Many people, if not most, have been to traffic court or seen more serious court matters on television. The trial is essentially a series of witnesses called by the prosecution and then examined by both the prosecution and the defense. After the government rests its case, the defense calls its witnesses and the prosecution cross-examines. Then the judge, in my case, Judge Kenneth Howard, rules. If the government wins, there’s a sentencing hearing down the road.

The two inconsistencies Oakes had noticed in the police reports were, first, that Officer Hague said, “The turn [onto Sierra Street] was so wide that the vehicle passed halfway into the #2 travel lane then back to the #3 travel lane.” There are only two travel lanes at that point on Sierra Street. Secondly, while Officer Hague said nothing about the adverse conditions (swerving on icy roads is not necessarily probable cause), Officer Ahrens wrote that the reason he did not give me a field sobriety test was because there was ice and snow on the ground.

The most interesting part of the trial, from my perspective, was Officer Hague’s testimony. He basically repeated what he said on the report, eventually drawing a diagram of the intersection of Ridge and Sierra streets showing three driving lanes on Sierra Street, and making no mention in his testimony of the weather conditions. His testimony was relatively consistent to the report until faced with photographic evidence that Sierra Street only has two driving lanes, and parking spots on either side of the road.

“I didn’t think the officer had probable cause to stop you, based upon the road conditions, plus we showed that his indication that you went into the No. 3 lane and veered back into the No. 2 was wrong because there are only two lanes,” Oakes told me. “If anything, you went into the right lane. He thought the parking lane was a lane, which it wasn’t.”

From my point of view, of course, his testimony was consistent. With all the stops police make in an average week, why would he remember a DUI stop without incident seven months before? That’s why reports are written, because memories fade. The one thing nobody pointed out at trial is that ruts tend to form when there’s snow on the ground and obscure the painted lines; maybe the reason Officer Hague didn’t know the number of lanes was because the lines were covered with snow.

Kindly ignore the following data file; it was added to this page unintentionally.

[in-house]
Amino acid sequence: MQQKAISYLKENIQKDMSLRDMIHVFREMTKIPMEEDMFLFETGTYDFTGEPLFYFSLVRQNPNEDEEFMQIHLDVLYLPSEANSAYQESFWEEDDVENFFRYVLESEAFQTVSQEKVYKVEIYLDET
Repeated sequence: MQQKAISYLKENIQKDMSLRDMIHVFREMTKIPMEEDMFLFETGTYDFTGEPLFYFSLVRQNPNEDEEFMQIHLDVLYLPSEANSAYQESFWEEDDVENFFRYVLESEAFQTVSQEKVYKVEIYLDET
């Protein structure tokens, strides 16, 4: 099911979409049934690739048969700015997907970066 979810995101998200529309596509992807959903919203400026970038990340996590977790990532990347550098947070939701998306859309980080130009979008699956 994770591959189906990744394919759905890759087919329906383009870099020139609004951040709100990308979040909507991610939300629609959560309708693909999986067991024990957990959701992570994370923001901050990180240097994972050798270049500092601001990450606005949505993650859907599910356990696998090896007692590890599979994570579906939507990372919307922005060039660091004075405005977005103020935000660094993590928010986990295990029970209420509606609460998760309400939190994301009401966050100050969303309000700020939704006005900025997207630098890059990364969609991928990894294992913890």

Aug. 4, 2009: I received the following letter from my attorney, which included much of the prior information of the trial, but ended with these words:

“After argument, Judge Kenneth Howard granted our Motion to Suppress and, as a result, the case is dismissed and this aspect of your case is closed. As to your driver’s license, as we discussed, this is a totally separate issue. It has always seemed unfair to me for a person to lose his license pursuant to the administrative code when we prevail on the criminal case. While I didn’t win everything, at least we prevailed on the criminal part.

“It was a pleasure having you as a client. If you have any questions, please contact me. Sincerely, John E. Oakes, esq.

P.S. I told you I was good.”

People will notice that compared to others who broke this law and got caught, I got off easy. Many will wonder—since it wasn’t telling my boss, telling the world in my Editor’s Note, or telling my son—what the low point about this whole arrest experience was. This is, as I said in the beginning, not an easy story to write. It shames me and my family. This is the low point.